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עשה תורתך קבע – אמור מעט ועשה הרבה

The Power of Beauty

Posted by rabbiart on November 9, 2008

Beauty has a power all of its own.  The first thing we learn about Sarah is that she is barren.  The second is that she is beautiful. The barreness turns out to be temporary, the beauty is permanent.
וַיֹּאמֶר, אֶל-שָׂרַי אִשְׁתּוֹ, הִנֵּה-נָא יָדַעְתִּי, כִּי אִשָּׁה יְפַת-מַרְאֶה אָתְּ.
He said to his wife, “Behold, I know, You are a beautiful woman.
All husbands should see their wives as beautiful, but the Torah is at pains to make sure that we, the reader, know that Sarah is beautiful. Her beauty affects not only the midrash, but (warning, anthropomorphic interpretation ahead!) even HaShem himself (and very gender specific as well).

Sarah’s beauty drives Avraham to some strange and frightened behavior, to say the least.  Pharoah, who could (we presume) any woman he wanted, takes Sarah into his house, and pays the consequences. Later, Avimelech, King of Gerar, repeats Pharoah’s mistake.  Such is the power of a beautiful woman, even when completely unintentional.

At the opening of Parshat Chayei Sarah, Rashi brings a midrash that says when Sarah was twenty, her physical beauty was that of a seven year, and when she was one hundred, she was as free from sin as a twenty year old.

Sarah has her way with Avraham and even with G-d.  Twice she tells Avraham what to do… and he does. Sarah sends him into Hagar in order to produce a son, and he goes without question.  Sarah tells him to banish that son, and he obeys, albeit after some consultation with G-d.

Sarah even provokes a reaction from G-d himself — without even speaking out loud. When she hears that she will at long last become pregnant, she is astonished and laughs — or rejoices — without speaking. Naturally enough, she marvels that a physically old couple will be able to produce a child.  Stripped of midrashic and rabbinic interpretation, a perfectly reasonable reaction; astonishment at the announcement of an impending and miraculous occurrence.  But G-d cannot leave it alone. Yet G-d (like many men) cannot bring himself to speak to a beautiful woman.  Instead he asks Avraham “Why did Sarah laugh?”.  Avraham has no answer.  Sarah at the last is afraid, and tries to cover up, saying לֹא צָחַקְתִּי, כִּי יָרֵאָה “I did not laugh”, because she was afraid. G-d has the last word וַיֹּאמֶר לֹא, כִּי צָחָקְתְּ  He said, “No, you did laugh”.  Nothing is resolved, no explanation is given; everyone simply goes on their way.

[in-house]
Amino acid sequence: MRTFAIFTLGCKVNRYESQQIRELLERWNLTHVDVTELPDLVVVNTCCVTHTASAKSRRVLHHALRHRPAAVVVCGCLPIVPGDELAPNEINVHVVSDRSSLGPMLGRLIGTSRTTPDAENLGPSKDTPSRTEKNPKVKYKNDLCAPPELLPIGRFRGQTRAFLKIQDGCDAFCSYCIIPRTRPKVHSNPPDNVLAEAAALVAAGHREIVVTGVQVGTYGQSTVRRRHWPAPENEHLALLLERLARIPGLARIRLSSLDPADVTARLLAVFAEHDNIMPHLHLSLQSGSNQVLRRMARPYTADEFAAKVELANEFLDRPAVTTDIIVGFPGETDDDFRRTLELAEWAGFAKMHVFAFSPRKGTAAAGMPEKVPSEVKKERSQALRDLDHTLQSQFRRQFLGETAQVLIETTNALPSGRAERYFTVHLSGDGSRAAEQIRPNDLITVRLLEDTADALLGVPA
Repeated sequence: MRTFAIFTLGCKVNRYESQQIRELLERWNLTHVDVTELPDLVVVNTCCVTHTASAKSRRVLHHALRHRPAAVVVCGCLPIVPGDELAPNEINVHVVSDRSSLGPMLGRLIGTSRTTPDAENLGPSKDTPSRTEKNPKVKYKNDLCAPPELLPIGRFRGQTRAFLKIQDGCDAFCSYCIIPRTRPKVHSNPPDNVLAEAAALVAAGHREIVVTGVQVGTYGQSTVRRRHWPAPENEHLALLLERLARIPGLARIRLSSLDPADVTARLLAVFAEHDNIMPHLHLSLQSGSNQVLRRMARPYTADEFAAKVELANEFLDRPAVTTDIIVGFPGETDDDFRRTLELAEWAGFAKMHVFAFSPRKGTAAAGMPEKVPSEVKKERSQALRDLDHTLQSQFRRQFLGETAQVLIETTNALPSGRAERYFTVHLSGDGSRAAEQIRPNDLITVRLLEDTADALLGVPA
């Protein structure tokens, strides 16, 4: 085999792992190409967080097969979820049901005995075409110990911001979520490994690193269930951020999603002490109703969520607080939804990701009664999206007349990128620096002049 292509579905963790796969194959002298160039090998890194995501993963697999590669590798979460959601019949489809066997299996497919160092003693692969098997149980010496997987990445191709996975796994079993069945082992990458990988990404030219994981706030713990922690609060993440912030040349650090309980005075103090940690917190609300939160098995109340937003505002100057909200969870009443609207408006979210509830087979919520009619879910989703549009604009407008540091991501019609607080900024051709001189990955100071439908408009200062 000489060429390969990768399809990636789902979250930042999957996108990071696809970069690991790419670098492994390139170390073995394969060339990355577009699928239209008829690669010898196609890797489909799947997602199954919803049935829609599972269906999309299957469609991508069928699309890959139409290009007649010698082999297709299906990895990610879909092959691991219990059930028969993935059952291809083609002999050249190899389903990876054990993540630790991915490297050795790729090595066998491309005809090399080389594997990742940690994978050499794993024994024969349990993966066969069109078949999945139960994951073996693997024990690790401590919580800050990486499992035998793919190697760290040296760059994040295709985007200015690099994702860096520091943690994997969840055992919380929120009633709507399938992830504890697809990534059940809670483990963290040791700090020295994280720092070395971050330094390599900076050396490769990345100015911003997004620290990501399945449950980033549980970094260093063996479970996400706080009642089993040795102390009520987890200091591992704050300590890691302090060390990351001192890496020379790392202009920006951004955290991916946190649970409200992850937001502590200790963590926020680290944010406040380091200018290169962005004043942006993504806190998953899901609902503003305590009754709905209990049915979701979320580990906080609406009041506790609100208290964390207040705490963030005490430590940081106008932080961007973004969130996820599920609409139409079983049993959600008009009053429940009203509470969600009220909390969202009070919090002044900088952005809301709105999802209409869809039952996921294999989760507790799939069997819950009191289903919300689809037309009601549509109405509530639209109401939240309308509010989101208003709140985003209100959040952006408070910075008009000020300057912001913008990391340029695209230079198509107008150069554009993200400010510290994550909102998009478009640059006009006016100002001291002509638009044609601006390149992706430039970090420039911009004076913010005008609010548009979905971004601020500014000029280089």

What is this story doing here? Why this particular interchange? What teaching are we supposed to learn?

Yes, beauty makes people behave in strange ways.  Beware of beauty,  unless it truly comes from the inside, and not from the outside alone.

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